“The (mental health) sector needs to come together for a more united approach. This is no longer about online and offline services being separate. “People (could be) using technology in a way that looks after their mental health and well-being.” Dr Burns underlined her call for greater resources online with the shocking statistics around youth suicide in regional areas.
Twice as many males aged 15 to 29 took their own lives in rural and regional areas than in major cities. The rate is less for women, but still higher in the country. Dr Burns spoke as part of a Australian Science Media Centre briefing, in which Federation University researcher Dr Liz Temple also said alcohol was still the most damaging substance for mentally ill people despite recent increases in ice use.
“(People in) regional cities are reporting higher proportions in the range that would put them in the alcohol dependence category,” she said. Dr Temple said there are many factors that contribute to increased alcohol dependence and higher rates of mental illness in regional areas. “The risk of death by suicide increases with increasing remoteness,” she said. “We can look at the levels of regional and rural youth unemployment that has an impact, as well as drought in farming communities.”
Dr Temple said youth in regional areas are also more likely to experience social instability. “Having to leave home to seek education, training or employment options, you lose your social network. Even if you stay, other people leave,” she said. “This is particularly seen in the (younger) age levels that are more at risk, there’s a lot of things that change in their lives and they don’t necessarily get the support they need to deal with those transitions.”
Black Dog Institute clinical psychologist Dr Fiona Shand, who was also involved in the briefing, said stigma around mental illness is still preventing many from seeking help. “People in rural Australia seem less likely to seek help as well as having less access to services,” she said. “Especially with men, (they think) “I’m going to solve this problem on my own” or (their problem) is not big enough to go and get help yet.”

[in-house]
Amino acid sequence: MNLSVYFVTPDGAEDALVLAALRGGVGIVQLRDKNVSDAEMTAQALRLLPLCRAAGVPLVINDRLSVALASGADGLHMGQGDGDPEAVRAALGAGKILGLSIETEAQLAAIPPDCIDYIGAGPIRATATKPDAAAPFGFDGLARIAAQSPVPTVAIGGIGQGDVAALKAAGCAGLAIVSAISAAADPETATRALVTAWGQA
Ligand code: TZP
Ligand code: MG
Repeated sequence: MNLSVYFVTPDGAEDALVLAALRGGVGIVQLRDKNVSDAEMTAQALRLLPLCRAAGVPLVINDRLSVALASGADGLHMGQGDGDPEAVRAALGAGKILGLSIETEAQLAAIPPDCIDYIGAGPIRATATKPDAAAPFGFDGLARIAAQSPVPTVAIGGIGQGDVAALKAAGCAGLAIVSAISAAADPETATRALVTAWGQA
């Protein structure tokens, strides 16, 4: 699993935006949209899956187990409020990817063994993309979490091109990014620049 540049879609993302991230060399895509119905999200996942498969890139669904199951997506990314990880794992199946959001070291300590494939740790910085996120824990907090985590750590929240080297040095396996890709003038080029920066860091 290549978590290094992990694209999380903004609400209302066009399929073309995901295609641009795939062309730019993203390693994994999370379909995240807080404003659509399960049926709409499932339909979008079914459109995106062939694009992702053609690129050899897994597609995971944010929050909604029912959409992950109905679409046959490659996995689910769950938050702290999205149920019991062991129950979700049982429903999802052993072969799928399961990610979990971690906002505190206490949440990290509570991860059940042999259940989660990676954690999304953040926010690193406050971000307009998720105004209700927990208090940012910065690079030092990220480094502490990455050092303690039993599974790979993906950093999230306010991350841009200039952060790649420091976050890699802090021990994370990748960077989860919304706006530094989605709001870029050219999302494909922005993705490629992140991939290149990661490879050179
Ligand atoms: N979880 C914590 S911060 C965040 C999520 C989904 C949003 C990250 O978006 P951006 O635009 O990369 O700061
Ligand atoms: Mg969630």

She said services and information available online can help reverse this mindset. “The technology available today is the first step as it helps people realise that what they are going through is relatively common and normal,” Dr Shand said. “It also gives them the language to then go and talk face-to-face about what they are experiencing.”
Dr Burns said the Young and Well Cooperative Research Centre is constantly looking at what roles online technology can play in filling gaps in health service availability. “We can’t change the way the system operates with access to professionals,” she said. “But what we can do, is where we do have professionals working in metropolitan areas who are prepared to provide support to online technologies, we’ve seen great success…in the mental health space around web enabled chats and telephone hotlines.”
So what does it mean to create online clinics that are the equivalent of what you get in a face-to-face clinic? “Even if there is a waiting list (for a GP) then you are able to access that support immediately online,” Dr Burns said. “We know there is an increasing challenge around fly-in and fly-outs, professionals flying in and then leaving the community doesn’t necessarily work it just leaves gaps. “So what we are looking at is how to use online technology to enhance the services that are available in your community.”
Dr Burns said services such as web enabled chats and online forums are currently offered by Lifeline, headspace and reachout.com.–Costal Leader, Sept. 15, 2015